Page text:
Self-Driving 'Edge' Cases Aren't All That Edgy

Just your standard, run-of-the-mill, immovable ice-sleet layer.


This is the front of my car after driving for about 20 minutes on the road in average weather conditions on the 401 between Toronto and Waterloo in December 2020.

This was not an uncommon storm. The weather was perfect for sticky sleet (that's a kind of very wet snow for you California dwellers). Your post office talks about it, look it up :].

I call out California but it's a larger problem in Tech and in AI/ML as well. We propose a solution, then we get it working on the easy case, and then we stop.

We say that 'extreme weather' will need to be dealt with, of course, it will, one day. Yet, it never happens. This is a problem for ever getting AI solutions out into the real world. And because the real world has many challenging situations like this that are rare enough to seem like edge cases, but frequent enough to completely invalidate the "autonomous" nature of the system.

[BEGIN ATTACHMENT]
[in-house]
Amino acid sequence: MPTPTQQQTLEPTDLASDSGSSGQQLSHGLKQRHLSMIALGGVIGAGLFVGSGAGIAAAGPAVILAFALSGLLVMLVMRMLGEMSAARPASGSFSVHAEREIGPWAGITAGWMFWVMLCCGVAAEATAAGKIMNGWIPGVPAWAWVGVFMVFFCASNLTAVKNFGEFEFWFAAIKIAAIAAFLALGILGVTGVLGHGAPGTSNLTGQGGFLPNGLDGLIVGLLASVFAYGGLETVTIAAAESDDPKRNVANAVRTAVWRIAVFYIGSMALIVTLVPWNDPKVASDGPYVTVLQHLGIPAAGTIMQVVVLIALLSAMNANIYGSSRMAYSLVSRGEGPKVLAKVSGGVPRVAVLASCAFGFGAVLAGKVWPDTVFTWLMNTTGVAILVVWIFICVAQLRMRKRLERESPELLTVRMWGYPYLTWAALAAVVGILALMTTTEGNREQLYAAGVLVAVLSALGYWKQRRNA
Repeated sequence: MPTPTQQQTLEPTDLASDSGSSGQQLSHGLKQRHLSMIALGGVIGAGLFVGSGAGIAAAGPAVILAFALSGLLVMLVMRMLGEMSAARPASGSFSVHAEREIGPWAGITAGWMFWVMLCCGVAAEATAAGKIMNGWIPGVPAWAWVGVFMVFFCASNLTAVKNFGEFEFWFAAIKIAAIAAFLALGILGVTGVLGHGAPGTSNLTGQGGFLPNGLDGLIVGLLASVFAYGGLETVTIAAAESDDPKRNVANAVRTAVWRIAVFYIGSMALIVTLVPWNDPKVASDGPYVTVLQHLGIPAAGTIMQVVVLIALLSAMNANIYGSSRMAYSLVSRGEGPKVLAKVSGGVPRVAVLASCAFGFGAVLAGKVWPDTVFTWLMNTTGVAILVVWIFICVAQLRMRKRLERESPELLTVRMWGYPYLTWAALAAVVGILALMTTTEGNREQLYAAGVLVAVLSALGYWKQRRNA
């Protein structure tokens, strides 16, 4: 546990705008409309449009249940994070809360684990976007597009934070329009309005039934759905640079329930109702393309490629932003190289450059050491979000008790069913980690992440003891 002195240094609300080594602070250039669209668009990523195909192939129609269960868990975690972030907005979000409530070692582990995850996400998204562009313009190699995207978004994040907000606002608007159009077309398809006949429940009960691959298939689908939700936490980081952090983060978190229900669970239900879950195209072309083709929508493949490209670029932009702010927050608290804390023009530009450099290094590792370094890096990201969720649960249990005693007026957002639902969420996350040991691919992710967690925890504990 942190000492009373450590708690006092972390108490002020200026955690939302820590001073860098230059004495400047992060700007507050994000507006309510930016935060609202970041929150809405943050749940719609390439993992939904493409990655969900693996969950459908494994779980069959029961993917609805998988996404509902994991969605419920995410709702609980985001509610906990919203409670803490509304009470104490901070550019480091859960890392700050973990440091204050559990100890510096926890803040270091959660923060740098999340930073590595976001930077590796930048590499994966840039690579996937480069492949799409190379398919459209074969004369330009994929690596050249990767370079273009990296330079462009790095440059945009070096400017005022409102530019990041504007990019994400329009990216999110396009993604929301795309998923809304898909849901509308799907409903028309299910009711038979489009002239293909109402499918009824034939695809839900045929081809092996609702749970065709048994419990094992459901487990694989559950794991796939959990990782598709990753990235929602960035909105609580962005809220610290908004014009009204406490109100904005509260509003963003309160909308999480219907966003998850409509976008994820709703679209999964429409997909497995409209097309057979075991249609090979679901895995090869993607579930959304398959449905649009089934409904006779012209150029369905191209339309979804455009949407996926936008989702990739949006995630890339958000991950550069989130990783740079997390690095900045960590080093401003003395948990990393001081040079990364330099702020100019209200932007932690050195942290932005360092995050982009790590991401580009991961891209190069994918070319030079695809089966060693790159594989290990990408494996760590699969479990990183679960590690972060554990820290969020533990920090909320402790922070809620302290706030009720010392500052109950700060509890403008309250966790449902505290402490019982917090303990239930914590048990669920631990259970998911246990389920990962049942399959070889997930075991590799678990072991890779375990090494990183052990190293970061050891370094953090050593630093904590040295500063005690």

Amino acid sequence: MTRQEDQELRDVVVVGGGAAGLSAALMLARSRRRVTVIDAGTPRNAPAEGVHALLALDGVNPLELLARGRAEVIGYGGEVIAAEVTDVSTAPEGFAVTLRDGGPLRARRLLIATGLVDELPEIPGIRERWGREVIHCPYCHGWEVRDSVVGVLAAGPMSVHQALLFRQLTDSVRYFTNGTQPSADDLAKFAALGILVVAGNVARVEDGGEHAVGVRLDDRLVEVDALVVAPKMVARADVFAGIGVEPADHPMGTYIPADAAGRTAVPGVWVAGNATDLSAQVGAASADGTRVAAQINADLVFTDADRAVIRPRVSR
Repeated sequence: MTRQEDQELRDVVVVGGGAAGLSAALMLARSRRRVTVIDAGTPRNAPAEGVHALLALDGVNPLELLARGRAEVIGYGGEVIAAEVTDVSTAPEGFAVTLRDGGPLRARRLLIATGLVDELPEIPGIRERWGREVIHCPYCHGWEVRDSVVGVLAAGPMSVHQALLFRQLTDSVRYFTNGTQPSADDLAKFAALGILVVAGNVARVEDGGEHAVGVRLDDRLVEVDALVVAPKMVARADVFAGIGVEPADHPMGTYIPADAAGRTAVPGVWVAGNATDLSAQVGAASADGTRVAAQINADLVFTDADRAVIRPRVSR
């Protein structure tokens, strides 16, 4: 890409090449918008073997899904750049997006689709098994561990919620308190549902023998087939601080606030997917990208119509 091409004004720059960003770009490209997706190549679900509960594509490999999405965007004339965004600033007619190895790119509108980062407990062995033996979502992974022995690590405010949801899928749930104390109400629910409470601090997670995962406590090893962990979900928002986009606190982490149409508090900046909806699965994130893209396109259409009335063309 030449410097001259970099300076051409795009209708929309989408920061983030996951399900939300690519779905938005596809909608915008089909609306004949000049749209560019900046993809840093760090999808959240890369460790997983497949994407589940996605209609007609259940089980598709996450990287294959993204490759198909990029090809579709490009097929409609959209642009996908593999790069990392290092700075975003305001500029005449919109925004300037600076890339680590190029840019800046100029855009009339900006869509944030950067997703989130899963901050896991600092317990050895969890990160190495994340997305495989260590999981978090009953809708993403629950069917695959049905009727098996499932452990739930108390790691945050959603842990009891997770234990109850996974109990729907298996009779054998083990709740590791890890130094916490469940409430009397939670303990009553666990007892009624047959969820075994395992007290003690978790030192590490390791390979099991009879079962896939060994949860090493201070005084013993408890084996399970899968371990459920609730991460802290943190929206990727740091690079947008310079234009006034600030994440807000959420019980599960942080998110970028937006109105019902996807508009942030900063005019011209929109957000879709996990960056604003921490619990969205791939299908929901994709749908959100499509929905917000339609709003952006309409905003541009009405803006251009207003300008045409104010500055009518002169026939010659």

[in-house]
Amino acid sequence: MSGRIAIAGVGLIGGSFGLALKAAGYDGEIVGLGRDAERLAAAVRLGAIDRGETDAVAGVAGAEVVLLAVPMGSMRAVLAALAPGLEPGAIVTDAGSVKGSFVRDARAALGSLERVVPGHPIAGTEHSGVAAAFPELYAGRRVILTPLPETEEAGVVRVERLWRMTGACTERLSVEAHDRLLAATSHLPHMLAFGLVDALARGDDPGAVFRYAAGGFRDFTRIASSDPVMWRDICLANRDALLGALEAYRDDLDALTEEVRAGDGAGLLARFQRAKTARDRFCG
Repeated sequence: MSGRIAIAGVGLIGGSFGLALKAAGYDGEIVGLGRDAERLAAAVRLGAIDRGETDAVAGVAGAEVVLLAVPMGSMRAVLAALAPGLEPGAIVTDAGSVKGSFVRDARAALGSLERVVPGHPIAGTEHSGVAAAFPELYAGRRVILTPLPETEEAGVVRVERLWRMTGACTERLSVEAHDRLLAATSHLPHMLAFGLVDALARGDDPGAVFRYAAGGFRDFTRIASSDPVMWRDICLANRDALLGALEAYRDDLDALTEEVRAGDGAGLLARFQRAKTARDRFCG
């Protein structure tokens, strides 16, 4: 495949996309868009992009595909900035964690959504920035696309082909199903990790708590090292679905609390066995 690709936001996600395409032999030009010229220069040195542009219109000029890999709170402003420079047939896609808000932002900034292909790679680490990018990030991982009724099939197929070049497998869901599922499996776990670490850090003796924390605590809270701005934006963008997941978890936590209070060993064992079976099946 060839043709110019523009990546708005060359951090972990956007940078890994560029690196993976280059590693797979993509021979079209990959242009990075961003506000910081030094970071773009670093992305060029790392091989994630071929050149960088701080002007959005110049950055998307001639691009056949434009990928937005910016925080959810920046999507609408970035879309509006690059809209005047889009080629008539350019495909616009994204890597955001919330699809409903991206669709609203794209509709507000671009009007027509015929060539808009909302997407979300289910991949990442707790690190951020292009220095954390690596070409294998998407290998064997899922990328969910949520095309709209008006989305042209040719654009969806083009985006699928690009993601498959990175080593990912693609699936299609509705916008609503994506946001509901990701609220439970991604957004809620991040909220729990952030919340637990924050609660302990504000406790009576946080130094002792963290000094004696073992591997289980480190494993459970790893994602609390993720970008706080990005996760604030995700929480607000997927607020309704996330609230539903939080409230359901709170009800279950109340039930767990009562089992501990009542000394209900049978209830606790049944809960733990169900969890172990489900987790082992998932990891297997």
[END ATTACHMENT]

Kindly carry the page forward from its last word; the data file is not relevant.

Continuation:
The sludge is so thick you can't even easily scrape it off with your finger, so tiny little wipers won't work, no matter how cute they are.


I would say robot vacuum cleaners are another example. I have one, it's very nice. They one part of a broad activity automate with the human user filling in the gaps of unsticking the robot, stopping it from eating a rug or stray sheet of paper.

So how will we move forward?

I don't know what the solution is but it has to start with address the reality of the situation. The variety of weather conditions autonomous and semi-autonomous vehicles need to face to be minimally viable is way beyond the usual test set. We need better datasets for these varied conditions to even start determining how we can build systems to work in these conditions.

Don't worry...we're working on it.



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